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251 Cranborne to Curtin

Cablegram 207 [1] LONDON, 17 August 1944, 10.45 p.m.


Following for the Prime Minister.

As you are no doubt aware when Sir A. Gaye [2], United Kingdom member of the British Phosphate Commission was on his visit to the United States, Southern Dominions and the Pacific in the early months of this year, he raised with various United States and British Service Representatives the question of reoccupation of Nauru and Ocean Island. He reported on his return that he had not been able to obtain any definite information or assurance about the plans for such an operation.

2. In view of the importance of phosphate supplies for Australia and New Zealand from the point of view of the overall food situation and of advantages from shipping and supply aspects of enabling the Southern Dominions to draw phosphate rock from this source, it was decided to ask the United Kingdom Chiefs of Staff to raise the matter with the Combined Chiefs of Staff and to urge that all possible steps should be taken to reoccupy the Islands as early as practicable.

3. The Joint Staff Mission were instructed to raise the matter in Washington accordingly, basing themselves on a memorandum furnished from London which emphasised the great importance of food, supply and shipping aspects and direct interest of the United Kingdom and the United States Governments in this matter.

4. Understand that the matter was discussed at the meeting of the Combined Chiefs of Staff with Generals Blamey and Puttick [3] on 24th April when the United States side indicated that the 'tremendous importance' of these Islands was realised and that their recapture was ,on the list'. General Puttick stated that he had discussed with the United States Commanders concerned and was satisfied that the islands would be retaken as soon as possible.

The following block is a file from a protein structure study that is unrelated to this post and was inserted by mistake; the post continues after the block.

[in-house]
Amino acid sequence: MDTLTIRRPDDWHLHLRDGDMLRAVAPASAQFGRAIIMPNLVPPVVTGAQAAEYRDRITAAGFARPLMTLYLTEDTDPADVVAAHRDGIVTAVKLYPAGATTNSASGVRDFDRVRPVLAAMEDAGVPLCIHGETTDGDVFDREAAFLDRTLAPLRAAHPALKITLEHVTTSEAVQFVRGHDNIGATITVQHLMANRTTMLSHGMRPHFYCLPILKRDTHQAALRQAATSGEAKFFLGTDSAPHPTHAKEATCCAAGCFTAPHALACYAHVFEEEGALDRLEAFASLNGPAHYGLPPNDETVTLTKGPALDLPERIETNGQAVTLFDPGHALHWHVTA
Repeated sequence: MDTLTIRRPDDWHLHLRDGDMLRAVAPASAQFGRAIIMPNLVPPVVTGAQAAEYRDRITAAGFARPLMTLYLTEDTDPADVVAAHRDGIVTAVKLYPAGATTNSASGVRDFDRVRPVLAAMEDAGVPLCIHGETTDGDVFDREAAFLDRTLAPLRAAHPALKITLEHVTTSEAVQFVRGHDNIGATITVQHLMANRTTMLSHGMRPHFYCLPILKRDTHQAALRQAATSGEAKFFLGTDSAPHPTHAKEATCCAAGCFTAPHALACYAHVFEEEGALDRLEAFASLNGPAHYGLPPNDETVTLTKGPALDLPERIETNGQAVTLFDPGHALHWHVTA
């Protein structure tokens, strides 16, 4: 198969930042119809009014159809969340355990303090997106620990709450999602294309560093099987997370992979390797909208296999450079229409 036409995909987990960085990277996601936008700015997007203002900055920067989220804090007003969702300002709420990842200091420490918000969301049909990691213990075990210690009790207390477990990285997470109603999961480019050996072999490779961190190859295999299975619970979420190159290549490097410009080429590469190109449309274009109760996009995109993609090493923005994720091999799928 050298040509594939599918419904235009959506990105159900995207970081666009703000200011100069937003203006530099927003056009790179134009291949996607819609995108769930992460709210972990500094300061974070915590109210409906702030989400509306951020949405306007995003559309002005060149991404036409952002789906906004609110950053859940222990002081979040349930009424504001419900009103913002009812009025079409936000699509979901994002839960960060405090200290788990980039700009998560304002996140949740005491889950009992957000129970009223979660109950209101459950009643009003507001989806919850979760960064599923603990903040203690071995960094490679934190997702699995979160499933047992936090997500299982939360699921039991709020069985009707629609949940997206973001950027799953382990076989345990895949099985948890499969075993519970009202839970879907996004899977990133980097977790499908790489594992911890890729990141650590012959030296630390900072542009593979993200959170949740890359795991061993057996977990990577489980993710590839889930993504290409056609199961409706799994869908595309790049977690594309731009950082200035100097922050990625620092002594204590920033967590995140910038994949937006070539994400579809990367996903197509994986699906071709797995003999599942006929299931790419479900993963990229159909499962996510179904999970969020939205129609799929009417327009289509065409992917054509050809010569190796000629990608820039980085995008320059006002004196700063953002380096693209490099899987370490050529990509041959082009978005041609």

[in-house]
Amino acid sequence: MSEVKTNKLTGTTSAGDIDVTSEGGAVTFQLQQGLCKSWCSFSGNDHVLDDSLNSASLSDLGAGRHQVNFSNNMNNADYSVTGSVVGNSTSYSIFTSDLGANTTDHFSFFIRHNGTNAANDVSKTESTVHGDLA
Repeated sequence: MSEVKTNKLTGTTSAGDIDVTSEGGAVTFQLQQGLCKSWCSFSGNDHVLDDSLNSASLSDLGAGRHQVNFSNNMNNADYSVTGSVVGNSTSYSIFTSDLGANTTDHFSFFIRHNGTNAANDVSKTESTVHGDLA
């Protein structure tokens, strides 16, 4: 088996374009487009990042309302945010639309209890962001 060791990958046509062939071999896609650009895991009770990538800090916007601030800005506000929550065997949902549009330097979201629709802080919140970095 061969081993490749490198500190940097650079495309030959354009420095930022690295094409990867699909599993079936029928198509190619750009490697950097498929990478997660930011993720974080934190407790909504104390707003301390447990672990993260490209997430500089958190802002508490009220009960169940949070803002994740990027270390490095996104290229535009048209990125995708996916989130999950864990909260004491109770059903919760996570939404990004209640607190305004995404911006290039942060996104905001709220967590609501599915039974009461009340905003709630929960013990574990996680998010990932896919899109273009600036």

5. The situation thus appeared promising but in the absence of any further information as to the prospective plans, we recently made further enquiries through the Joint Staff Mission. The latter have now been informed by the Secretary of the United States Joint Chiefs of Staff that 'there are no operational plans for the recapture of these Islands and it is not possible to predict at this time when they will be reoccupied'.

6. Representations on this subject are, we feel, a matter of some delicacy since- (1) Nauru and Ocean Island are in the United States theatre.

(2) The islands have already been by-passed and operations against them would probably involve recall of men, vessels, and material from advanced areas.

(3) The configuration of the Islands renders their capture by assault no easy operation.

(4) The United States authorities may consider that the garrisons may be 'starved out' or otherwise disposed of without assault on the islands.

7. A further complication arises from the United States proposal (which has been communicated to you through the Australian High Commissioner in London [4]) to approach the Japanese Government with a view to exchanging Japanese garrisons isolated in the Central Pacific Area including Nauru and Ocean Island against corresponding number of Japanese-held United States prisoners of war.

So long as this proposal is under discussion it seems impracticable to press the United States authorities further on the question of operations to recapture these Islands. In the meantime we are considering whether there is any further action which we might usefully take if as seems not unlikely this proposal does not come to anything.

We will communicate with you again on the matter in due course.

1 Addressed to the N.Z. Govt as no. 161.

2 Sir Arthur Gaye, not to be confused with Alfred Gaze, the Commissioners' General Manager.

3 Lt Gen Edward Puttick, N.Z. Chief of the General Staff and G.O.C. N.Z. Military Forces.

4 Document 215.

[AA:A989, 43/583/1/1]
Last Updated: 11 September 2013

Category: International relations

Topic: History